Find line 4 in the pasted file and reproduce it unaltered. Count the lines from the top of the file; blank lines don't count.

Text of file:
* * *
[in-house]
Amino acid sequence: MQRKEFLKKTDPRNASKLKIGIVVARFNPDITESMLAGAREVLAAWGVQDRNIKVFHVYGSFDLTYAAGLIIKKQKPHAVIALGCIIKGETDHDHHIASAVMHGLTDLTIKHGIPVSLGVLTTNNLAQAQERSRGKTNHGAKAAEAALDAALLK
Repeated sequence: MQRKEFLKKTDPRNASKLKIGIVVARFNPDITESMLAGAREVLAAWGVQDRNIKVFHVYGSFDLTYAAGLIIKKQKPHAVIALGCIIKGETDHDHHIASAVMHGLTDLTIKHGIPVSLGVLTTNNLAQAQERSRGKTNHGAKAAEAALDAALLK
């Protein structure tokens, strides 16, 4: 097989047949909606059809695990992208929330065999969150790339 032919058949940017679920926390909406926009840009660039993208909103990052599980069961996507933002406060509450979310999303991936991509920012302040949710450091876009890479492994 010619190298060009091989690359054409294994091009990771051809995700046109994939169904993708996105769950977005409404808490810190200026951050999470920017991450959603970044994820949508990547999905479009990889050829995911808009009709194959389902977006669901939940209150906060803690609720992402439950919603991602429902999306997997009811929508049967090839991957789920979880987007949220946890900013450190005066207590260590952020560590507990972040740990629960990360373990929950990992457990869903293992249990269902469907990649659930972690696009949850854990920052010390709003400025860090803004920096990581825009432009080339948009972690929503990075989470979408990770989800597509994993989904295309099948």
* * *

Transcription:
């Protein structure tokens, strides 16, 4: 097989047949909606059809695990992208929330065999969150790339 032919058949940017679920926390909406926009840009660039993208909103990052599980069961996507933002406060509450979310999303991936991509920012302040949710450091876009890479492994 010619190298060009091989690359054409294994091009990771051809995700046109994939169904993708996105769950977005409404808490810190200026951050999470920017991450959603970044994820949508990547999905479009990889050829995911808009009709194959389902977006669901939940209150906060803690609720992402439950919603991602429902999306997997009811929508049967090839991957789920979880987007949220946890900013450190005066207590260590952020560590507990972040740990629960990360373990929950990992457990869903293992249990269902469907990649659930972690696009949850854990920052010390709003400025860090803004920096990581825009432009080339948009972690929503990075989470979408990770989800597509994993989904295309099948």